Ireland was subject to many of the same processes of ‘othering’ as Britain’s further colonies. In this session, we’ll look at how Irish bodies were depicted in British caricatures, reflecting contemporary prejudice directed at both the Irish in their own territory, and as migrant labourers. The image of the Irish as degenerate, and prone to higher levels of drunkenness and insanity, fed into debates around Irish politics, and the particularly their ability to self-govern. As a consequence, there has been some discussion about whether anti-Irish prejudice was ‘racial’, reflecting a division between ‘Saxons’ and ‘Celts’, or whether it was ground in the political, behavioural, and religious differences that shaped English and Irish identity during this period.
What strereotypes were particularly associated with the Irish in the nineteenth century, and what evidence was harnessed to support these depictions?
What role did visual culture play in perpetuating anti-Irish prejudice?
Was anti-Irish prejudice focused more on biological or behavioural factors?
Focus on Curtis/Gilley Debate (read Curtis first, then Gilley's response):
**L.Perry Curtis Jr., Apes and Angels: The Irishman in Victorian Caricature, Rev. Ed (Washington, 1997), ‘Ch. IV: Simianizing the Irish Celt,’ pp.29-57 [extracts]
**Sheridan Gilley, ‘English Attitudes to the Irish in England, 1780-1900,’ in Colin Holmes (ed.) Immigrants and Minorities in British Society (London, 1978), pp.81-110 [extracts]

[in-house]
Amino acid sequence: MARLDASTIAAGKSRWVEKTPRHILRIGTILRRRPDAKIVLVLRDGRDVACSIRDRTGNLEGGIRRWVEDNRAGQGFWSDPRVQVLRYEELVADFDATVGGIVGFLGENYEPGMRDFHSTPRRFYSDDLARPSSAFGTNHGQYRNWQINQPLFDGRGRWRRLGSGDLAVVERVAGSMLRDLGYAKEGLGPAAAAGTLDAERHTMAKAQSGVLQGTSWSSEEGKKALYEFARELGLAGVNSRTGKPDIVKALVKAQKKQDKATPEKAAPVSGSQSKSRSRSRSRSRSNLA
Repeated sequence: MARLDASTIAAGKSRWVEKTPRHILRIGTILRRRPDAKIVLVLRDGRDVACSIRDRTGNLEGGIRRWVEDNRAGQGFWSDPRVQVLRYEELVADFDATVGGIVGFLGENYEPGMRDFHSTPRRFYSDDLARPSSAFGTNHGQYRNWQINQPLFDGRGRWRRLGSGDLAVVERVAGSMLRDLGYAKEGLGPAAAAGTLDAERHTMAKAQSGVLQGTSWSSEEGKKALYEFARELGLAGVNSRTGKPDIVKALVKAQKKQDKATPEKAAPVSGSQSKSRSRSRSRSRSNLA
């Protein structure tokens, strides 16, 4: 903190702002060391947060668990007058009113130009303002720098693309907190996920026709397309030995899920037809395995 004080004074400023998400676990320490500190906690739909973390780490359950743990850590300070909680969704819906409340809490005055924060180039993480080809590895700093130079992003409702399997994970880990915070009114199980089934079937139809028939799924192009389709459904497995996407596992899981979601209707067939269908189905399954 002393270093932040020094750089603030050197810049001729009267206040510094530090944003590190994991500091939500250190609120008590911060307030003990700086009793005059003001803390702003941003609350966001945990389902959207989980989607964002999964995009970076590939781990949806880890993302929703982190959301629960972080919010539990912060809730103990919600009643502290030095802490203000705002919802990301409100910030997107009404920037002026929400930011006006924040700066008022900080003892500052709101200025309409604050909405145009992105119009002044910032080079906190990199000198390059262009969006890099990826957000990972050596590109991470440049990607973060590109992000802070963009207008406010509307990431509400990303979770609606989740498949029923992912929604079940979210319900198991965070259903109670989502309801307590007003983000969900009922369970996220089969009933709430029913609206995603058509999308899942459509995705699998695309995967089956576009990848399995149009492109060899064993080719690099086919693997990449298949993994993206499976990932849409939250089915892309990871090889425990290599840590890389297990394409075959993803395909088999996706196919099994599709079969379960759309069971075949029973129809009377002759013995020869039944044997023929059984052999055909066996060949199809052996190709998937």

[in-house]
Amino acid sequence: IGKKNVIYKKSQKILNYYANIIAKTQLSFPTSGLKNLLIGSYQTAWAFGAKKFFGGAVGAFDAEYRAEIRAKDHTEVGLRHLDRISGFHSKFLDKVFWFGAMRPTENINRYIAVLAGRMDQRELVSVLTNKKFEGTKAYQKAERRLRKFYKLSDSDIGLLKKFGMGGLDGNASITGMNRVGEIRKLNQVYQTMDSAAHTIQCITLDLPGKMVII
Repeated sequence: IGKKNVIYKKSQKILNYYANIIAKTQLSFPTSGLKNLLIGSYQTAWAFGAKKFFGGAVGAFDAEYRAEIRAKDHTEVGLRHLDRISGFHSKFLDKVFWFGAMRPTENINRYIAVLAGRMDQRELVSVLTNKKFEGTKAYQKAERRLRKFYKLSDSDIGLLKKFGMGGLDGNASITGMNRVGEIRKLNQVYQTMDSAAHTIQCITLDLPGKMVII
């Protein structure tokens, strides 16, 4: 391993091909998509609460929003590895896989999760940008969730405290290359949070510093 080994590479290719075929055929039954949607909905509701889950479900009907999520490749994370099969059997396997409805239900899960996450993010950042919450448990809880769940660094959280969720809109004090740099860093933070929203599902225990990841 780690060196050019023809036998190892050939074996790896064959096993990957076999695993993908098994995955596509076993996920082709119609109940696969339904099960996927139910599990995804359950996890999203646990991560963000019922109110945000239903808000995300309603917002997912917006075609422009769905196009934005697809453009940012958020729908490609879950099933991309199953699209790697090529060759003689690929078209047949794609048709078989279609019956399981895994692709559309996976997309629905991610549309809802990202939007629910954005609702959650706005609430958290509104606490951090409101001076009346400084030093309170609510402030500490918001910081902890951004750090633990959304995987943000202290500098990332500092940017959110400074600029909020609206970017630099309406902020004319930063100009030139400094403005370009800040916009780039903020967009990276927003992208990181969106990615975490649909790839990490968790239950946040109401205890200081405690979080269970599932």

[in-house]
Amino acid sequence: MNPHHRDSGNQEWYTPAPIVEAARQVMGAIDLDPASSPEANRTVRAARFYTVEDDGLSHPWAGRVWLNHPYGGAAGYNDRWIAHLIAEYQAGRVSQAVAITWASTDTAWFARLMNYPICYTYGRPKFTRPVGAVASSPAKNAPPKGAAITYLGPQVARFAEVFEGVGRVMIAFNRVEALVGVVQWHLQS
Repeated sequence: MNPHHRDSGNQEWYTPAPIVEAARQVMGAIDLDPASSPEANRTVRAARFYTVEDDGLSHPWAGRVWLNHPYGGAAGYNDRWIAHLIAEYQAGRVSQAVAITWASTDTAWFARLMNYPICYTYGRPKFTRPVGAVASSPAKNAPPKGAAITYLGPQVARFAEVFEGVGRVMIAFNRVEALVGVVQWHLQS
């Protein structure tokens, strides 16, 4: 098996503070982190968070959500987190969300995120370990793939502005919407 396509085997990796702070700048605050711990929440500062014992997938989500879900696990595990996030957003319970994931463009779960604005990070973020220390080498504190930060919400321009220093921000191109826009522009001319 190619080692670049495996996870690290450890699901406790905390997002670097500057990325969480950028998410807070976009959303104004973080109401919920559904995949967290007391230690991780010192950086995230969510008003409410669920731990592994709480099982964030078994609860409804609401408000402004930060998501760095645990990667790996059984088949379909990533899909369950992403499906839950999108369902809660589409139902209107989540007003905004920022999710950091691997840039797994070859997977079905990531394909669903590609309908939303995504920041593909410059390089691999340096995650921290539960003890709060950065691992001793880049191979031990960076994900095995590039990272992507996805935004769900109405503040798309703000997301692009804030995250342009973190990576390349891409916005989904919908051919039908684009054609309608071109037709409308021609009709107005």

*Patrick Brantlinger, Taming Cannibals: Race and the Victorians (Ithaca, 2011), ‘Ch. 6: The Unbearable Lightness of Being Irish,’ pp.136-156. [e-book]
*Catherine Cox, Hilary Marland and Sarah York, ‘Emaciated, Exhausted and Excited: The Bodies and Minds of the Irish in Nineteenth-Century Lancashire Asylums,’ Journal of Social History 46 (2012), 500-524. [e-journal]
*Paul B. Rich, 'Social Darwinism, Anthropology, and English Perspectives of the Irish, 1867-1900,' History of European Ideas 19 (1994), 777-785. [e-journal]
L. P. Curtis, Jr., Anglo-Saxons and Celts: A Study of Anti-Irish Prejudice in Victorian England (Bridgeport, 1968), ‘Ch. V: Ango-Saxonist Ethnology,’ pp. 66-73
Michael de Nie, The Eternal Paddy: Irish Identity and the British Press (Madison, 2004)
R.F. Foster, Paddy and Mr. Punch: Connections in English and Irish History (London, 1993)
Peter Gray, ‘Punch and the Great Famine,’ History Ireland 1 (1993), 26-33. [e-journal]
Joseph A. Kestner, ‘The Colonized in the Colonies: Representation of Celts in Victorian Battle Paintings,’ in Shearer West (ed.), The Victorians and Race (Aldershot, 1996), pp.112-127.
Richard Ned Lebow, White Britain and Black Ireland: The Influence of Stereotypes on Colonial Policy (Philadelphia, 1976), esp. ‘Ch. 4: Images of Ireland—Shillelaghs and Smoky Hovels,’ pp. 35-70.
Edward G. Lengel, The Irish Through British Eyes: Perceptions of Ireland in the Famine Era (Westport, 2002), especially ‘Ch. 1: Race, Gender, Class and the Historiography of English Perceptions of the Irish,’ pp.1-18
Anne-Catherine Lobo, ‘Irishness and the Body: The Presence of the Body in the Debates on Poverty in the Early Nineteenth Century,’ in James Byrne, Padraig Kirwan and Michael O’Sullivan (eds.), Affecting Irishness: Negociating Cultural Identity Within and Beyond the Nation (Oxford, 2009), pp. 57-68.
Amy E. Martin, ‘ “Becoming a Race Apart”: Representing Irish Racial Difference and the British Working Class in Victorian Critiques of Capitalism,’ in Terrence McDonough (ed.), Was Ireland a Colony? Economics, Politics and Culture in Nineteenth-Century Ireland (Dublin, 2005) p..186-211
D. G. Paz, ‘Anti-Catholicism, Anti-Irish Stereotyping, and Anti-Celtic Racism in Mid-Victorian Working Class Periodicals,’ Albion 18 (1986), 606-616. [e-journal]
Hazel Waters, ‘The Great Famine and the Rise of Anti-Irish Racism,’ Race and Class 37 (1995), 95-108 [e-journal]